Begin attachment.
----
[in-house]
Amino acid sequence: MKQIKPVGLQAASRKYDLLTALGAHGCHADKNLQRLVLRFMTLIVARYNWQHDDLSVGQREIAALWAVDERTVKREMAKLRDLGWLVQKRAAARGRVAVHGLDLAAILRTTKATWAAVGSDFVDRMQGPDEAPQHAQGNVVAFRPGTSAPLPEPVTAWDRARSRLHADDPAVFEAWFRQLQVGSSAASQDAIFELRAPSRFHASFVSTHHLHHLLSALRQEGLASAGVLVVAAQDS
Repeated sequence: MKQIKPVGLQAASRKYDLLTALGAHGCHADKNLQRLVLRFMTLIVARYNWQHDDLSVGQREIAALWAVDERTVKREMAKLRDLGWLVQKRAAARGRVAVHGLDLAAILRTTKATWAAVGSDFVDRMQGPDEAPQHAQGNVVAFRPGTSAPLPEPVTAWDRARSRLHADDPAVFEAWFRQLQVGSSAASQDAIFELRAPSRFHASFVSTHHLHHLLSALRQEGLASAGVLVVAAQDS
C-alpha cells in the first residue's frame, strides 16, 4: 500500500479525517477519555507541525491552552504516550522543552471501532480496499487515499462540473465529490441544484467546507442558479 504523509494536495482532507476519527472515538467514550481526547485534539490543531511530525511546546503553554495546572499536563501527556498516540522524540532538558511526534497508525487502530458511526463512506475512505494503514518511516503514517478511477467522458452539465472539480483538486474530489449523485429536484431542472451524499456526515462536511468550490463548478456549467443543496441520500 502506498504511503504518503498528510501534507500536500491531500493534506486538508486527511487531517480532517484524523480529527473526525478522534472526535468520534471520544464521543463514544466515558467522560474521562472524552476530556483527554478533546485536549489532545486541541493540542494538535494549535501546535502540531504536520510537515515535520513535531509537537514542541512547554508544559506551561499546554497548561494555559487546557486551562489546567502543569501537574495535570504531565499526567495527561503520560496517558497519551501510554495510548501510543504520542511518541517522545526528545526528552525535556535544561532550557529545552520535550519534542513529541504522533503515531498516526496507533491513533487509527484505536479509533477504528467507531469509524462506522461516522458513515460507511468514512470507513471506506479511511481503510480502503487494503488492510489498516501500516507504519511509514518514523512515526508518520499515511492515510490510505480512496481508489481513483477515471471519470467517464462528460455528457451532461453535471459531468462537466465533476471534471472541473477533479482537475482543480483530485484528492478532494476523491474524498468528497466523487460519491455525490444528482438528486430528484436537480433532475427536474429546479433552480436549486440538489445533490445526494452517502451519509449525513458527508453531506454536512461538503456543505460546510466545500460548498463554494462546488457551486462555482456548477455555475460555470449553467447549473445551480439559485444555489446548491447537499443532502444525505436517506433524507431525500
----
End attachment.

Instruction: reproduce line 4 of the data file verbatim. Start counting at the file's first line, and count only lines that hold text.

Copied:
C-alpha cells in the first residue's frame, strides 16, 4: 500500500479525517477519555507541525491552552504516550522543552471501532480496499487515499462540473465529490441544484467546507442558479 504523509494536495482532507476519527472515538467514550481526547485534539490543531511530525511546546503553554495546572499536563501527556498516540522524540532538558511526534497508525487502530458511526463512506475512505494503514518511516503514517478511477467522458452539465472539480483538486474530489449523485429536484431542472451524499456526515462536511468550490463548478456549467443543496441520500 502506498504511503504518503498528510501534507500536500491531500493534506486538508486527511487531517480532517484524523480529527473526525478522534472526535468520534471520544464521543463514544466515558467522560474521562472524552476530556483527554478533546485536549489532545486541541493540542494538535494549535501546535502540531504536520510537515515535520513535531509537537514542541512547554508544559506551561499546554497548561494555559487546557486551562489546567502543569501537574495535570504531565499526567495527561503520560496517558497519551501510554495510548501510543504520542511518541517522545526528545526528552525535556535544561532550557529545552520535550519534542513529541504522533503515531498516526496507533491513533487509527484505536479509533477504528467507531469509524462506522461516522458513515460507511468514512470507513471506506479511511481503510480502503487494503488492510489498516501500516507504519511509514518514523512515526508518520499515511492515510490510505480512496481508489481513483477515471471519470467517464462528460455528457451532461453535471459531468462537466465533476471534471472541473477533479482537475482543480483530485484528492478532494476523491474524498468528497466523487460519491455525490444528482438528486430528484436537480433532475427536474429546479433552480436549486440538489445533490445526494452517502451519509449525513458527508453531506454536512461538503456543505460546510466545500460548498463554494462546488457551486462555482456548477455555475460555470449553467447549473445551480439559485444555489446548491447537499443532502444525505436517506433524507431525500